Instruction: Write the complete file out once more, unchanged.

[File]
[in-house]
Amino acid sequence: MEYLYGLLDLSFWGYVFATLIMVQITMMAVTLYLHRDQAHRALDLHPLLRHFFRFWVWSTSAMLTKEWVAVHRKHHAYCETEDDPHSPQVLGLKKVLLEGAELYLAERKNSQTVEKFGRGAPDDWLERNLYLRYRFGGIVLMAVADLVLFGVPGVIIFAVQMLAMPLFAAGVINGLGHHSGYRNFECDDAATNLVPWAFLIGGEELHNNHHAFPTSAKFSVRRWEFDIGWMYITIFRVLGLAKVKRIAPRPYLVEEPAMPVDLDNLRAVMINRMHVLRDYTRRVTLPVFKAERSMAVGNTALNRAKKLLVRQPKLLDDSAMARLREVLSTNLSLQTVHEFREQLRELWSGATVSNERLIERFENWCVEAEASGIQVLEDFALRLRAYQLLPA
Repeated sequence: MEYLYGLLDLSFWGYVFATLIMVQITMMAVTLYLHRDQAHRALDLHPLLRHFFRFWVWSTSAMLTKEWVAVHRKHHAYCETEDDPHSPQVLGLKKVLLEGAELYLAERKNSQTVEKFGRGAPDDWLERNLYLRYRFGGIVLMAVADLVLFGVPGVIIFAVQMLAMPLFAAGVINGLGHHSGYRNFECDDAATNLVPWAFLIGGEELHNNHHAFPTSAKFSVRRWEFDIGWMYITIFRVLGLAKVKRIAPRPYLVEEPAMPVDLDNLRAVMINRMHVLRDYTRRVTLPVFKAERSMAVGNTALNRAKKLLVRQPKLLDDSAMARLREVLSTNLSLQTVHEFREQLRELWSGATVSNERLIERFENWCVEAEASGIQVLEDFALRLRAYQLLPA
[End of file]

[in-house]
Amino acid sequence: MEYLYGLLDLSFWGYVFATLIMVQITMMAVTLYLHRDQAHRALDLHPLLRHFFRFWVWSTSAMLTKEWVAVHRKHHAYCETEDDPHSPQVLGLKKVLLEGAELYLAERKNSQTVEKFGRGAPDDWLERNLYLRYRFGGIVLMAVADLVLFGVPGVIIFAVQMLAMPLFAAGVINGLGHHSGYRNFECDDAATNLVPWAFLIGGEELHNNHHAFPTSAKFSVRRWEFDIGWMYITIFRVLGLAKVKRIAPRPYLVEEPAMPVDLDNLRAVMINRMHVLRDYTRRVTLPVFKAERSMAVGNTALNRAKKLLVRQPKLLDDSAMARLREVLSTNLSLQTVHEFREQLRELWSGATVSNERLIERFENWCVEAEASGIQVLEDFALRLRAYQLLPA
Repeated sequence: MEYLYGLLDLSFWGYVFATLIMVQITMMAVTLYLHRDQAHRALDLHPLLRHFFRFWVWSTSAMLTKEWVAVHRKHHAYCETEDDPHSPQVLGLKKVLLEGAELYLAERKNSQTVEKFGRGAPDDWLERNLYLRYRFGGIVLMAVADLVLFGVPGVIIFAVQMLAMPLFAAGVINGLGHHSGYRNFECDDAATNLVPWAFLIGGEELHNNHHAFPTSAKFSVRRWEFDIGWMYITIFRVLGLAKVKRIAPRPYLVEEPAMPVDLDNLRAVMINRMHVLRDYTRRVTLPVFKAERSMAVGNTALNRAKKLLVRQPKLLDDSAMARLREVLSTNLSLQTVHEFREQLRELWSGATVSNERLIERFENWCVEAEASGIQVLEDFALRLRAYQLLPA